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(note: this is a temporary file, to be added-to by anybody, and moved to
release-notes at release time)
estimatefee / estimatepriority RPC methods New RPC methods: return an estimate of the fee (or priority) a transaction needs to be likely to confirm in a given number of blocks. Mike Hearn created the first version of this method for estimating fees. It works as follows: For transactions that took 1 to N (I picked N=25) blocks to confirm, keep N buckets with at most 100 entries in each recording the fees-per-kilobyte paid by those transactions. (separate buckets are kept for transactions that confirmed because they are high-priority) The buckets are filled as blocks are found, and are saved/restored in a new fee_estiamtes.dat file in the data directory. A few variations on Mike's initial scheme: To estimate the fee needed for a transaction to confirm in X buckets, all of the samples in all of the buckets are used and a median of all of the data is used to make the estimate. For example, imagine 25 buckets each containing the full 100 entries. Those 2,500 samples are sorted, and the estimate of the fee needed to confirm in the very next block is the 50'th-highest-fee-entry in that sorted list; the estimate of the fee needed to confirm in the next two blocks is the 150'th-highest-fee-entry, etc. That algorithm has the nice property that estimates of how much fee you need to pay to get confirmed in block N will always be greater than or equal to the estimate for block N+1. It would clearly be wrong to say "pay 11 uBTC and you'll get confirmed in 3 blocks, but pay 12 uBTC and it will take LONGER". A single block will not contribute more than 10 entries to any one bucket, so a single miner and a large block cannot overwhelm the estimates.
9 years ago
New RPC methods
Fee/Priority estimation
estimatefee nblocks : Returns approximate fee-per-1,000-bytes needed for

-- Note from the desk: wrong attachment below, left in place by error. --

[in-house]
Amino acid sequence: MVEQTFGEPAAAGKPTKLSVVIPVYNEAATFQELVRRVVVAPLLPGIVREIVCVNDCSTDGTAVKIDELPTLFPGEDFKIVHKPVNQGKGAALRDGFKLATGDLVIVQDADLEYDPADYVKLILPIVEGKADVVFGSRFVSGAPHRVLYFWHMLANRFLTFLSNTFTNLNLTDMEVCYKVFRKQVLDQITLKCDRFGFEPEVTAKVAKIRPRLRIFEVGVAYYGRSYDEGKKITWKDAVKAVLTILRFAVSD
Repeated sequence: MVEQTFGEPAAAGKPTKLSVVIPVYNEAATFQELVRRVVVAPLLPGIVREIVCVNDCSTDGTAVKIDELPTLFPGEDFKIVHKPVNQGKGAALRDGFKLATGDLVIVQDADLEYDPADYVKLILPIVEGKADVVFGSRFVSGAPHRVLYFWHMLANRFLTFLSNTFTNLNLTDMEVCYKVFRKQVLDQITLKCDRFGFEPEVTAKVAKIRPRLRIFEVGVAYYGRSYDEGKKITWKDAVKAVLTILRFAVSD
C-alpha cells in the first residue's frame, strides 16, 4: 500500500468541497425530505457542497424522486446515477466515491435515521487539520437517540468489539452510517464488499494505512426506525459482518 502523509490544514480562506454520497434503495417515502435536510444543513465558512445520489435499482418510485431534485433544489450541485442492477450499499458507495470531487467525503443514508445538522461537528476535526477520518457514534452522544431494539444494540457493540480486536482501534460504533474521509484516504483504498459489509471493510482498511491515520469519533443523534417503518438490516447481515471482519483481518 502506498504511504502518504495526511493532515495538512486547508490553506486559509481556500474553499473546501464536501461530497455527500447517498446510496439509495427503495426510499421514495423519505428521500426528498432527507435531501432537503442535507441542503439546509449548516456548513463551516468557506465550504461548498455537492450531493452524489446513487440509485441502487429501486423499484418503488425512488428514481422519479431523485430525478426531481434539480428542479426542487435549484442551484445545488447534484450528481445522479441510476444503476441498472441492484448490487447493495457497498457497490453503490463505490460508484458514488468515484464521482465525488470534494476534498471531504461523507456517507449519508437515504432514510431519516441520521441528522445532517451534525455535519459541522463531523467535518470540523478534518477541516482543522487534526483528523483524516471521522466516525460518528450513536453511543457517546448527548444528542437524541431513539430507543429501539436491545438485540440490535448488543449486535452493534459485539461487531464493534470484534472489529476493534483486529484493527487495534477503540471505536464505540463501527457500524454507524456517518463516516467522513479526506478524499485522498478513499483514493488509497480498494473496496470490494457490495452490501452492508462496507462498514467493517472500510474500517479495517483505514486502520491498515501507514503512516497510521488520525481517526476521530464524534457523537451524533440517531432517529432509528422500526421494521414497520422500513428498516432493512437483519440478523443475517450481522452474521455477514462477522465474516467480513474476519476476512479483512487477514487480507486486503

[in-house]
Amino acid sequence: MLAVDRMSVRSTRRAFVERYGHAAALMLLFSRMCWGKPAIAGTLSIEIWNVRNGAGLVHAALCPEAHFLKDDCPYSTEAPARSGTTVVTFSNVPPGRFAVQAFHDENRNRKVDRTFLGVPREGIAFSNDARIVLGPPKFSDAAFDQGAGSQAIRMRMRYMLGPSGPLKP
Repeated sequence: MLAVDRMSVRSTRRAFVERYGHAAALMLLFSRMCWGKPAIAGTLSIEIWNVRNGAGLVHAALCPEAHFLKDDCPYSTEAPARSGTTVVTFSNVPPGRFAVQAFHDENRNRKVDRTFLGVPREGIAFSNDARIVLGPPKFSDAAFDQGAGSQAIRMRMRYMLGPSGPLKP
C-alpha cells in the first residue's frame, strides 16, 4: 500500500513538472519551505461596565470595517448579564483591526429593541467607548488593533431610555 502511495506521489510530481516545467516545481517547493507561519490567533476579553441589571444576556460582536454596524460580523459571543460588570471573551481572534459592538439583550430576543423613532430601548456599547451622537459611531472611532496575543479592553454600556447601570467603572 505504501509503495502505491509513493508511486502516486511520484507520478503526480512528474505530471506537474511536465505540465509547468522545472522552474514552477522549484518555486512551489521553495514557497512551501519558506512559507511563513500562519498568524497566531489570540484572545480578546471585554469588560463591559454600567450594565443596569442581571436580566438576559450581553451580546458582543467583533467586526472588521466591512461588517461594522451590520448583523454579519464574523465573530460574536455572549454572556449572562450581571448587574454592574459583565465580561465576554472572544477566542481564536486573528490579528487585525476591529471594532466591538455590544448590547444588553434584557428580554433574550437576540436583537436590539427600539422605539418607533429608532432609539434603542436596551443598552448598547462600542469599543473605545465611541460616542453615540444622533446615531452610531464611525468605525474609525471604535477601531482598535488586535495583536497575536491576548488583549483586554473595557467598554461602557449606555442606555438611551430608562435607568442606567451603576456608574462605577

a transaction to be confirmed within nblocks. Returns -1 if not enough
transactions have been observed to compute a good estimate.
estimatepriority nblocks : Returns approximate priority needed for
a zero-fee transaction to confirm within nblocks. Returns -1 if not
enough free transactions have been observed to compute a good
Statistics used to estimate fees and priorities are saved in the
data directory in the 'fee_estimates.dat' file just before
program shutdown, and are read in at startup.
Double-Spend Relay and Alerts
VERY IMPORTANT: *It has never been safe, and remains unsafe, to rely*
*on unconfirmed transactions.*
When an attempt is seen on the network to spend the same unspent funds
more than once, it is no longer ignored. Instead, it is broadcast, to
serve as an alert. This broadcast is subject to protections against
denial-of-service attacks.
Wallets and other bitcoin services should alert their users to
double-spends that affect them. Merchants and other users may have
enough time to withhold goods or services when payment becomes
uncertain, until confirmation.
Bitcoin Core Wallet Alerts
The Bitcoin Core wallet now makes respend attempts visible in several
If you are online, and a respend affecting one of your wallet
transactions is seen, a notification is immediately issued to the
command registered with `-respendnotify=<cmd>`. Additionally, if
using the GUI:
- An alert box is immediately displayed.
- The affected wallet transaction is highlighted in red until it is
confirmed (and it may never be confirmed).
A `respendsobserved` array is added to `gettransaction`, `listtransactions`,
and `listsinceblock` RPC results.
*If you rely on an unconfirmed transaction, these change do VERY*
*LITTLE to protect you from a malicious double-spend, because:*
- You may learn about the respend too late to avoid doing whatever
you were being paid for
- Using other relay rules, a double-spender can craft his crime to
resist broadcast
- Miners can choose which conflicting spend to confirm, and some
miners may not confirm the first acceptable spend they see